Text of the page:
She poses in front of a 1959 Dodge Custom Royal, a top-end two-color hardtop.Her dress, a black-and-white checked sheath dress with a filmy scarf and black belt, matches the two-tone paint job of the car behind her. The sharp fins on the rear of the car echo the flare of her scarf and the line of her collar. She stands, confident, posing for the beloved photographer.
The Dodge Custom Royal was the princeling of the American automobile industry. Over the top, lush, silly. And extraordinary car. It cost almost $2700 ($23,000 in today’s dollars). The car, produced from 1955 to 1959, was a dashing graphic-art design project on wheels. (image from Velocity Automotive Journal)
The giveaway here are the rear lights with their bold red tips extending from silver cups. Earlier years the rear lights were stacked with one rounded and one sliced off at the tip. These were automobiles for those with style. These were automobiles for those unafraid of drawing attention to themselves, to success, to daring to be different.
Travelling while black in the first half of the twentieth century was a mixture of danger and banal inconvenience. In 1936 Victor Green, a postal worker (civil service was one of the best ways for African Americans to gain a foothold in the American economy), wrote his first Green Book, a motoring guide for black travelers in the United States. It was needed. Not only were Southern restaurants, hotels, rest rooms, and other public businesses segregated, Northern cities had similar practices. And hundreds of small towns across the midwest and north had sundown laws that made it illegal to be black and in town ‘past sundown’. For more information on the Green Book, the University of South Carolina Libraries have a fully digitized 1956 edition, an interactive map of services provided, and more at http://library.sc.edu/digital/collections/greenbook.html. The Green Book ceased publication two years after the Civil Rights Act was enacted July 2, 1964.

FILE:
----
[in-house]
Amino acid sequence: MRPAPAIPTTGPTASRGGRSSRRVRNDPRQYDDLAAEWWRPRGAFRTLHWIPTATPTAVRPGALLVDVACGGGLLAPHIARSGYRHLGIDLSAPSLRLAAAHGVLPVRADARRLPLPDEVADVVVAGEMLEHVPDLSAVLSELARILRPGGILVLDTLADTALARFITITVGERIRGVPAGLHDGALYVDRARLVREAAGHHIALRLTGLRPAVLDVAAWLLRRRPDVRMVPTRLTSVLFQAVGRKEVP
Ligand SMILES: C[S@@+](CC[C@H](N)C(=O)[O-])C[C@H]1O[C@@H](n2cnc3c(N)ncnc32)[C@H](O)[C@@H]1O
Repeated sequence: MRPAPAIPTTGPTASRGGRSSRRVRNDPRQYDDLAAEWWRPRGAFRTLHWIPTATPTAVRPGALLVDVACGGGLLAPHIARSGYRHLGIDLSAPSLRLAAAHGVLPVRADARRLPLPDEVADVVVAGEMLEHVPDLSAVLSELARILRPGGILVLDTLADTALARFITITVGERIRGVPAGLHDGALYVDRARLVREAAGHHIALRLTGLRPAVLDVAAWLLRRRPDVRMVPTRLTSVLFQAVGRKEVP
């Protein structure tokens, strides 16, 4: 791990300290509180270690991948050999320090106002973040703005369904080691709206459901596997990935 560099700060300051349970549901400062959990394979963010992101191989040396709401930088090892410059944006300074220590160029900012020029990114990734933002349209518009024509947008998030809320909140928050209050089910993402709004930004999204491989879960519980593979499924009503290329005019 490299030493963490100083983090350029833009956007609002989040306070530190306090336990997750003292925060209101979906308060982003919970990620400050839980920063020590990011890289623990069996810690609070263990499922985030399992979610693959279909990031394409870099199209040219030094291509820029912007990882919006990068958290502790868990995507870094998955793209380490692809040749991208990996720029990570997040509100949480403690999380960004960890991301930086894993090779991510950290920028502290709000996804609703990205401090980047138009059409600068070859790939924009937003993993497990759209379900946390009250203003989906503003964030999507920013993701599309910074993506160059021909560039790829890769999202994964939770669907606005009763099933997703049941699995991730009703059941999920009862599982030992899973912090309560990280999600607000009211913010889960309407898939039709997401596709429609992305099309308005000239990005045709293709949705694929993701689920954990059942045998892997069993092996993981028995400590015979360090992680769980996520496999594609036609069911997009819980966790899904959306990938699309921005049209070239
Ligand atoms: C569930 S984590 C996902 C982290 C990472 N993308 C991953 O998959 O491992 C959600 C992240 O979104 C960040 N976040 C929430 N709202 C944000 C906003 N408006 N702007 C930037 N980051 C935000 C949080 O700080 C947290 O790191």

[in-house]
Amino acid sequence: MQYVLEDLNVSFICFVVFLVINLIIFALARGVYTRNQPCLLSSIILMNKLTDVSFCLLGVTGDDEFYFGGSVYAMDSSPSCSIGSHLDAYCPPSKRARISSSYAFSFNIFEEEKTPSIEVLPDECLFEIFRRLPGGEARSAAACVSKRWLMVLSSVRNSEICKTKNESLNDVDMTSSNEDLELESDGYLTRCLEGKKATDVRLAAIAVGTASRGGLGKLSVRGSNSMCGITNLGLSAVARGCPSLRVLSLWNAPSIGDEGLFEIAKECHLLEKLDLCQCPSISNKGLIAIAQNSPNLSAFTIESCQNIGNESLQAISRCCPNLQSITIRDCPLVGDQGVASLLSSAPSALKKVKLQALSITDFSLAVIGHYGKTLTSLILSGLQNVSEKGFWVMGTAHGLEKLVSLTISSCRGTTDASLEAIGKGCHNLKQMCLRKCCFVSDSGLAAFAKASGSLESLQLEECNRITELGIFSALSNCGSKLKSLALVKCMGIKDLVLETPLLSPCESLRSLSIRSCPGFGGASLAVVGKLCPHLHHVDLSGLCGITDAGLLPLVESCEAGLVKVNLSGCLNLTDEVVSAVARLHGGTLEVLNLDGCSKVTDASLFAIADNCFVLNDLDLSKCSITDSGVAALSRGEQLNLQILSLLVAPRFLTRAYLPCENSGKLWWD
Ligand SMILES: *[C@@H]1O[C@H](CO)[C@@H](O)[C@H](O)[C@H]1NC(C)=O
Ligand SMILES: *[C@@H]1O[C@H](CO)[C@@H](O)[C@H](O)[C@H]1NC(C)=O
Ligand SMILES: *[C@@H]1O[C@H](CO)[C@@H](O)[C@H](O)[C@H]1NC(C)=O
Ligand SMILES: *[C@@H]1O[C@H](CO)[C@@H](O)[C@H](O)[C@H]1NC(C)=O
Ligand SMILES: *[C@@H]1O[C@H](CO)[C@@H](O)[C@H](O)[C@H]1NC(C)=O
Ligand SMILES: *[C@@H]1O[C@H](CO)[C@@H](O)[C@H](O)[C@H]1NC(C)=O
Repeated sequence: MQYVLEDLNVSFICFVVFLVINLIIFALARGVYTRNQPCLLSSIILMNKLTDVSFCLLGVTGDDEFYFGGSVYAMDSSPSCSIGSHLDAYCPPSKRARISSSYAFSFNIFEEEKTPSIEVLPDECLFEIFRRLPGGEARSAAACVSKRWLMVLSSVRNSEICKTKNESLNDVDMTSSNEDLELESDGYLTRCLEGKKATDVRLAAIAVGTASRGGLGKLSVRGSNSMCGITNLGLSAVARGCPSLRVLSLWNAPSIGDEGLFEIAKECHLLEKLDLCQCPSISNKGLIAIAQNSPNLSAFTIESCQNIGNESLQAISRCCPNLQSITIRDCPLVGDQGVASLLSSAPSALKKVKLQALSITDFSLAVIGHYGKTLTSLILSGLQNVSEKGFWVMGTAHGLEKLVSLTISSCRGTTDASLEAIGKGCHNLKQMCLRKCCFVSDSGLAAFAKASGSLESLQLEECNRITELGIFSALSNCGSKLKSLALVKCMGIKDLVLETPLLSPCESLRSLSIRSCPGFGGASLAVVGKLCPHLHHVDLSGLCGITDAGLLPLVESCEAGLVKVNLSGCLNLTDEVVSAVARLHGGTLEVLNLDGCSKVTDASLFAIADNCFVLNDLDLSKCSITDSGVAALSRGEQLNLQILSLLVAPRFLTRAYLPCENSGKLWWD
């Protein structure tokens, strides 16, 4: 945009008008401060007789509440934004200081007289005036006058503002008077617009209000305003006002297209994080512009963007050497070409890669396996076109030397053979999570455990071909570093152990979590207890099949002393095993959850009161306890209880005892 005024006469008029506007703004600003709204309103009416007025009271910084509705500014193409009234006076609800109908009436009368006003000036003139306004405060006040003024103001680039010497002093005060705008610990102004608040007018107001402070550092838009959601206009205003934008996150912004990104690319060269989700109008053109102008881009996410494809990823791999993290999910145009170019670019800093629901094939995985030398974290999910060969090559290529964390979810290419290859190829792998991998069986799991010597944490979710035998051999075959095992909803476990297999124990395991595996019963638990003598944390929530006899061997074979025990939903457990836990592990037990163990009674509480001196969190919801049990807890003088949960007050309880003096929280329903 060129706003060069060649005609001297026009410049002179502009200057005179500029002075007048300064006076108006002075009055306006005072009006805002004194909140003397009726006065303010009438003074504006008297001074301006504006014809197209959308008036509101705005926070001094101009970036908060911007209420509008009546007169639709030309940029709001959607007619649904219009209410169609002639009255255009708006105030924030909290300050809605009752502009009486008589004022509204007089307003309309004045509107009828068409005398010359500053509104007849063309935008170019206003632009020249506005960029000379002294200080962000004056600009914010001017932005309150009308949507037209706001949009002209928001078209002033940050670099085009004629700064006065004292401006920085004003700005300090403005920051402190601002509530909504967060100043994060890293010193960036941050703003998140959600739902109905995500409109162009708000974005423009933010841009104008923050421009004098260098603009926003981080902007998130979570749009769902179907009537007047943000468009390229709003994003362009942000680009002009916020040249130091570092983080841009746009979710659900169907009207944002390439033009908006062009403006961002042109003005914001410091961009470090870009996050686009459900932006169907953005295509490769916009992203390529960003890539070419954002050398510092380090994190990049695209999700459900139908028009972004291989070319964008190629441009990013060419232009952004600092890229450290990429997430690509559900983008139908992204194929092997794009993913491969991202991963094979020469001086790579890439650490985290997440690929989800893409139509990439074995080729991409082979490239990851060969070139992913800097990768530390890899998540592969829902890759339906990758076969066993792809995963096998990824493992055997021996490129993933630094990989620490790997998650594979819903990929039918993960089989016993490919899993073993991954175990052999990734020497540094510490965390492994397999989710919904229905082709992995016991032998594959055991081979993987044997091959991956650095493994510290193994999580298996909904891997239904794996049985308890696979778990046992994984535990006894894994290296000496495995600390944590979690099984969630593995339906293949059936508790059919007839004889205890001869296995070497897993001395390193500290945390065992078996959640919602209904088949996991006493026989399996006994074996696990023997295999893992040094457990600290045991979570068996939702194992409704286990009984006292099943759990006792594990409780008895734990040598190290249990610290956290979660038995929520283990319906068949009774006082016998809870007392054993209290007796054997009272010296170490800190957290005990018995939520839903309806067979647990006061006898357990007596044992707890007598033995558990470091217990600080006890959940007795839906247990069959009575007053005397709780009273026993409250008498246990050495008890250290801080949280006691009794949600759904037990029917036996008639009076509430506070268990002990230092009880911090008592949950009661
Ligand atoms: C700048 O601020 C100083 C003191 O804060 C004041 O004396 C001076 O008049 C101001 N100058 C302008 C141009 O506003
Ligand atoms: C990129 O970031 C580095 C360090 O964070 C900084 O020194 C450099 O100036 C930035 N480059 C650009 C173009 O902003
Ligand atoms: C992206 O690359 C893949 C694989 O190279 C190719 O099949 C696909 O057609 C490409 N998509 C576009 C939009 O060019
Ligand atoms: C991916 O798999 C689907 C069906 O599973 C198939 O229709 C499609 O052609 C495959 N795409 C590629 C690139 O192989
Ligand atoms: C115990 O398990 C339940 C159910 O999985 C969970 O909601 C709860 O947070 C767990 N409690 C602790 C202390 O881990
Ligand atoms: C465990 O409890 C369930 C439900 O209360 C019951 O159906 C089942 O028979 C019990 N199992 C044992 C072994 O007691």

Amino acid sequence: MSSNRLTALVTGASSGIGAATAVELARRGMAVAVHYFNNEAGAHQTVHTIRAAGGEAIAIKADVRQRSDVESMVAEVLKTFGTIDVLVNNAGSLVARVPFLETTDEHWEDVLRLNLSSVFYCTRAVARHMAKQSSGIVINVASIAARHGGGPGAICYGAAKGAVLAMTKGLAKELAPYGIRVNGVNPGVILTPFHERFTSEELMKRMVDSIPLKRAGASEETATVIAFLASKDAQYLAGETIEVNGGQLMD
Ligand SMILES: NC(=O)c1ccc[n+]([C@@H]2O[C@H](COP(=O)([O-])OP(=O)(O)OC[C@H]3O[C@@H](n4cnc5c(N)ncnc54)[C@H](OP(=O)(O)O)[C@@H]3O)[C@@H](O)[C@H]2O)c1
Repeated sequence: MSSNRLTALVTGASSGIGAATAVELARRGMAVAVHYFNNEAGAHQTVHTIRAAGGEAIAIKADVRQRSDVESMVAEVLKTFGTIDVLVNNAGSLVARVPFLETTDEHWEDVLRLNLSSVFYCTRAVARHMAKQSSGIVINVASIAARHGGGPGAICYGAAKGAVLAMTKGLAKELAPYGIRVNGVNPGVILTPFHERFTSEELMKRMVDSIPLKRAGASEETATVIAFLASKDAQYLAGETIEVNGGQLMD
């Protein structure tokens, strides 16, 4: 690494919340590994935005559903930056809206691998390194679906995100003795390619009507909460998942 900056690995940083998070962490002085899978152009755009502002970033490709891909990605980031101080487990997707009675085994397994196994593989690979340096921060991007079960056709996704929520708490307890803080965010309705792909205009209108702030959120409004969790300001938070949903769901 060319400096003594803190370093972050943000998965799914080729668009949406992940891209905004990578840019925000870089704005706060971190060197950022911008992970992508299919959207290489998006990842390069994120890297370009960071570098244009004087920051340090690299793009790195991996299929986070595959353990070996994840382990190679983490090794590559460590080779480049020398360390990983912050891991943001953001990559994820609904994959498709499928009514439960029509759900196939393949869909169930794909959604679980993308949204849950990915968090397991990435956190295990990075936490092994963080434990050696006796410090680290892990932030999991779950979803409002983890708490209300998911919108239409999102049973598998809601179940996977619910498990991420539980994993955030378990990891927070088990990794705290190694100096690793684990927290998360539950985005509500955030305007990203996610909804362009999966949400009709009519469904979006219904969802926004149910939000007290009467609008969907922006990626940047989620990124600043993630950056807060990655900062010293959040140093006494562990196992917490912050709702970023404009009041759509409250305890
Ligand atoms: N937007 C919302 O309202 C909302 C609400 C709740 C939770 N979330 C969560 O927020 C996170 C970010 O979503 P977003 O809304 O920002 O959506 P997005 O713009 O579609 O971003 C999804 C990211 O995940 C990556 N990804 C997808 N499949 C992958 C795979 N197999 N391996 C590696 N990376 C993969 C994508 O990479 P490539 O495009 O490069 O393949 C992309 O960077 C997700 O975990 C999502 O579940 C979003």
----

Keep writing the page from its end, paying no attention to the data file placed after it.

When Mr. Green started publishing his guide the U.S. Highway system had settled into a numbered system, paved roads, standardized markings, and even nationalized signage by the late 1930s. Tourism — especially auto touring — was very popular, and for civil service workers like Mr. Green, a paid two-week vacation, a new perk for middle-class and working-class unionized workers, meant time to travel and see the country.
By the mid-1950s, African Americans traveled throughout the segregated South and the racist North, armed with the Green Book, which pointed them to black-friendly hotels, private residences who put people for the night (like airbnb in a way), and restaurants, gas stations, and restroom facilities, hairdressers and dozens of other businesses. It was a map to the black American economy.
In this photograph, our lady from the first image is now posed on the left in a sweet sundress, straw hat in hand and her black patent leather handbag on her lap. Her friend wears an adorable “cold shoulder” styled dress, with off the shoulder cuffs and narrow straps over her shoulders. The jacket over her arm matches her dress. Both ladies know damn well they look good. The automobile looks a bit dowdy from this angle, but is a Chevrolet Deluxe Coupe from the early 1950s. Here’s an image of a refurbished Coupe, a near match to our ladies’ vehicle.
The Chevrolet bow-tie emblem with the long dash of aluminum helps date the year, although there’s a slight difference between the two. The handmade license of cardboard 550 BE was a license-plate numbering style used in Ohio from 1955 to 1956. The car is certainly not new: look at the row of destination stickers rimming the lower edge of the rear view window! These were people who traveled, saw the world around them.
The style with which these women traveled — the wonderful cars, the outfits chosen with an eye towards flattering lines, stylish statements, and insouciance. How one moved through the world was, in these photographs, what lasted. The stupidities, the racism, the cruelty of segregationist white America? That was there, yes, but so too was a deeply American right to move about in the world with style and grace.
Note on the images: two years ago I bought a large ziploc bag of photographs torn out of at least three scrapbooks. These are part of a collection from the woman to the left — she appears in about a dozen photographs. Over the next few months, I’ll post most of her images, as the lady had style, grace, and a lovely derring-do attitude!